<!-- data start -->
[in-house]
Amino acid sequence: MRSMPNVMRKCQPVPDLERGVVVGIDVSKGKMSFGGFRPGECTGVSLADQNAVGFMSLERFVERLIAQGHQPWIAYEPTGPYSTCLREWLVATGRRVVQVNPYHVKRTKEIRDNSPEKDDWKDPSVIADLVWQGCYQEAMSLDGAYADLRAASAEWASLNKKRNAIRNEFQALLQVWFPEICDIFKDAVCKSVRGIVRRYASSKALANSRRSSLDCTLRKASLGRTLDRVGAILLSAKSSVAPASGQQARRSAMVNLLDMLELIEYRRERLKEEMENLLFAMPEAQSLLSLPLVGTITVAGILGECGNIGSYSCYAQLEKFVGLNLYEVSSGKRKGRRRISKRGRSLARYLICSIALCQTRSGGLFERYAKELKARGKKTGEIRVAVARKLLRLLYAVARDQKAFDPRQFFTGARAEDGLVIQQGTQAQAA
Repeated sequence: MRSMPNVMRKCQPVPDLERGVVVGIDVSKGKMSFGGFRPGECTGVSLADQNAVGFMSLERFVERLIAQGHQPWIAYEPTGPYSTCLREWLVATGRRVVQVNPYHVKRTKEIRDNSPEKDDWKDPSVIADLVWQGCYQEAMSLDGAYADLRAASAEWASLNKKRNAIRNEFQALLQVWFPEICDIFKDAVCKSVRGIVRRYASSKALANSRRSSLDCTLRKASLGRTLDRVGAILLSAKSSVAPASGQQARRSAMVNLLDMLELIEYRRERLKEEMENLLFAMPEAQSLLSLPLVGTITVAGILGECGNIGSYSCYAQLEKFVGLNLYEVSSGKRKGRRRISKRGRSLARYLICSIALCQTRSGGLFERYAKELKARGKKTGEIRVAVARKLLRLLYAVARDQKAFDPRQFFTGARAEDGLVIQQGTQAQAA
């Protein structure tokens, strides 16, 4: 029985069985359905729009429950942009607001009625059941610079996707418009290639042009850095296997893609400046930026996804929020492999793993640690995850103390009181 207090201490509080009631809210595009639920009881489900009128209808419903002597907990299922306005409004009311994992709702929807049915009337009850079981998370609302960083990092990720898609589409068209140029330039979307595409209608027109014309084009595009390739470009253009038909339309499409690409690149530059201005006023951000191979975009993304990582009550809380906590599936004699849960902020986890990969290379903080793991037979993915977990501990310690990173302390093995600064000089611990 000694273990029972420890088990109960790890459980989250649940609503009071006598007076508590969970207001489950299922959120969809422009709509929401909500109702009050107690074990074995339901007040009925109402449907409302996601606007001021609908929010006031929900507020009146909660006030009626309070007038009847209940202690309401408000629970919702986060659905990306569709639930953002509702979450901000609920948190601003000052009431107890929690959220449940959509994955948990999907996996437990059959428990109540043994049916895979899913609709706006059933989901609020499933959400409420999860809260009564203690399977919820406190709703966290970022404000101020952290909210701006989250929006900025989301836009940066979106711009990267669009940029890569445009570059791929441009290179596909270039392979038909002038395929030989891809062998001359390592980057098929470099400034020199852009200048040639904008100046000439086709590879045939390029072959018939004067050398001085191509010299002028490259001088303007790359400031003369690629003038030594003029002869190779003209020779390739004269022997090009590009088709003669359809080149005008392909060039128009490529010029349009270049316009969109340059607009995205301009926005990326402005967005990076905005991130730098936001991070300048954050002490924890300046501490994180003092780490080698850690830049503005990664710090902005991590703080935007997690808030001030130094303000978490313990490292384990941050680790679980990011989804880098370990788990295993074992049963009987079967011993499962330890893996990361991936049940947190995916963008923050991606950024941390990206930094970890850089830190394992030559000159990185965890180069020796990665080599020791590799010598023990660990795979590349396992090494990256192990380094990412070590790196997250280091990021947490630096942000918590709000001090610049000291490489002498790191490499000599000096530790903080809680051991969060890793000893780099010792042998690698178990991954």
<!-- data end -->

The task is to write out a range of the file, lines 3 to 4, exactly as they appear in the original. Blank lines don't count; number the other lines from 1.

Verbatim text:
Repeated sequence: MRSMPNVMRKCQPVPDLERGVVVGIDVSKGKMSFGGFRPGECTGVSLADQNAVGFMSLERFVERLIAQGHQPWIAYEPTGPYSTCLREWLVATGRRVVQVNPYHVKRTKEIRDNSPEKDDWKDPSVIADLVWQGCYQEAMSLDGAYADLRAASAEWASLNKKRNAIRNEFQALLQVWFPEICDIFKDAVCKSVRGIVRRYASSKALANSRRSSLDCTLRKASLGRTLDRVGAILLSAKSSVAPASGQQARRSAMVNLLDMLELIEYRRERLKEEMENLLFAMPEAQSLLSLPLVGTITVAGILGECGNIGSYSCYAQLEKFVGLNLYEVSSGKRKGRRRISKRGRSLARYLICSIALCQTRSGGLFERYAKELKARGKKTGEIRVAVARKLLRLLYAVARDQKAFDPRQFFTGARAEDGLVIQQGTQAQAA
């Protein structure tokens, strides 16, 4: 029985069985359905729009429950942009607001009625059941610079996707418009290639042009850095296997893609400046930026996804929020492999793993640690995850103390009181 207090201490509080009631809210595009639920009881489900009128209808419903002597907990299922306005409004009311994992709702929807049915009337009850079981998370609302960083990092990720898609589409068209140029330039979307595409209608027109014309084009595009390739470009253009038909339309499409690409690149530059201005006023951000191979975009993304990582009550809380906590599936004699849960902020986890990969290379903080793991037979993915977990501990310690990173302390093995600064000089611990 000694273990029972420890088990109960790890459980989250649940609503009071006598007076508590969970207001489950299922959120969809422009709509929401909500109702009050107690074990074995339901007040009925109402449907409302996601606007001021609908929010006031929900507020009146909660006030009626309070007038009847209940202690309401408000629970919702986060659905990306569709639930953002509702979450901000609920948190601003000052009431107890929690959220449940959509994955948990999907996996437990059959428990109540043994049916895979899913609709706006059933989901609020499933959400409420999860809260009564203690399977919820406190709703966290970022404000101020952290909210701006989250929006900025989301836009940066979106711009990267669009940029890569445009570059791929441009290179596909270039392979038909002038395929030989891809062998001359390592980057098929470099400034020199852009200048040639904008100046000439086709590879045939390029072959018939004067050398001085191509010299002028490259001088303007790359400031003369690629003038030594003029002869190779003209020779390739004269022997090009590009088709003669359809080149005008392909060039128009490529010029349009270049316009969109340059607009995205301009926005990326402005967005990076905005991130730098936001991070300048954050002490924890300046501490994180003092780490080698850690830049503005990664710090902005991590703080935007997690808030001030130094303000978490313990490292384990941050680790679980990011989804880098370990788990295993074992049963009987079967011993499962330890893996990361991936049940947190995916963008923050991606950024941390990206930094970890850089830190394992030559000159990185965890180069020796990665080599020791590799010598023990660990795979590349396992090494990256192990380094990412070590790196997250280091990021947490630096942000918590709000001090610049000291490489002498790191490499000599000096530790903080809680051991969060890793000893780099010792042998690698178990991954």